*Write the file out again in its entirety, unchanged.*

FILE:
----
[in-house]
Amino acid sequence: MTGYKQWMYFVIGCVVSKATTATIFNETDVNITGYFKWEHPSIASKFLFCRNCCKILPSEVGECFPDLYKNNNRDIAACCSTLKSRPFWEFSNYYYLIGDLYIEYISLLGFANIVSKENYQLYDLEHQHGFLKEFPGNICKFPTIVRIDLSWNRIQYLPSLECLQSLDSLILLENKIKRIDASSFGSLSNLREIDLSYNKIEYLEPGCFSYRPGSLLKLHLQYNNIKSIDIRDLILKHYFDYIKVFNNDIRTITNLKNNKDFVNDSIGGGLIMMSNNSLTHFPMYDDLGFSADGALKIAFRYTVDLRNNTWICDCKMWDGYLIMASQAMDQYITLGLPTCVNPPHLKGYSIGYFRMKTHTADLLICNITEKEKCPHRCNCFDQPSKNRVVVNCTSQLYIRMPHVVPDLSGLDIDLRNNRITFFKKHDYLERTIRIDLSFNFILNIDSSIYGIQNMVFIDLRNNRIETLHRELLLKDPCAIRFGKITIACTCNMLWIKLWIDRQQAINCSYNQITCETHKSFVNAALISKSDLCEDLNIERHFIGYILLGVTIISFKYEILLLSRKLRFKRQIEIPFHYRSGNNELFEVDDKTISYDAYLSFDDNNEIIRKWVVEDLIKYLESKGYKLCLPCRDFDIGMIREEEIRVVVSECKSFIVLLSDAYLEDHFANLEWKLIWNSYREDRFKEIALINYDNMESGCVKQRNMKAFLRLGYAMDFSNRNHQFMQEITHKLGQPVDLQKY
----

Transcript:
[in-house]
Amino acid sequence: MTGYKQWMYFVIGCVVSKATTATIFNETDVNITGYFKWEHPSIASKFLFCRNCCKILPSEVGECFPDLYKNNNRDIAACCSTLKSRPFWEFSNYYYLIGDLYIEYISLLGFANIVSKENYQLYDLEHQHGFLKEFPGNICKFPTIVRIDLSWNRIQYLPSLECLQSLDSLILLENKIKRIDASSFGSLSNLREIDLSYNKIEYLEPGCFSYRPGSLLKLHLQYNNIKSIDIRDLILKHYFDYIKVFNNDIRTITNLKNNKDFVNDSIGGGLIMMSNNSLTHFPMYDDLGFSADGALKIAFRYTVDLRNNTWICDCKMWDGYLIMASQAMDQYITLGLPTCVNPPHLKGYSIGYFRMKTHTADLLICNITEKEKCPHRCNCFDQPSKNRVVVNCTSQLYIRMPHVVPDLSGLDIDLRNNRITFFKKHDYLERTIRIDLSFNFILNIDSSIYGIQNMVFIDLRNNRIETLHRELLLKDPCAIRFGKITIACTCNMLWIKLWIDRQQAINCSYNQITCETHKSFVNAALISKSDLCEDLNIERHFIGYILLGVTIISFKYEILLLSRKLRFKRQIEIPFHYRSGNNELFEVDDKTISYDAYLSFDDNNEIIRKWVVEDLIKYLESKGYKLCLPCRDFDIGMIREEEIRVVVSECKSFIVLLSDAYLEDHFANLEWKLIWNSYREDRFKEIALINYDNMESGCVKQRNMKAFLRLGYAMDFSNRNHQFMQEITHKLGQPVDLQKY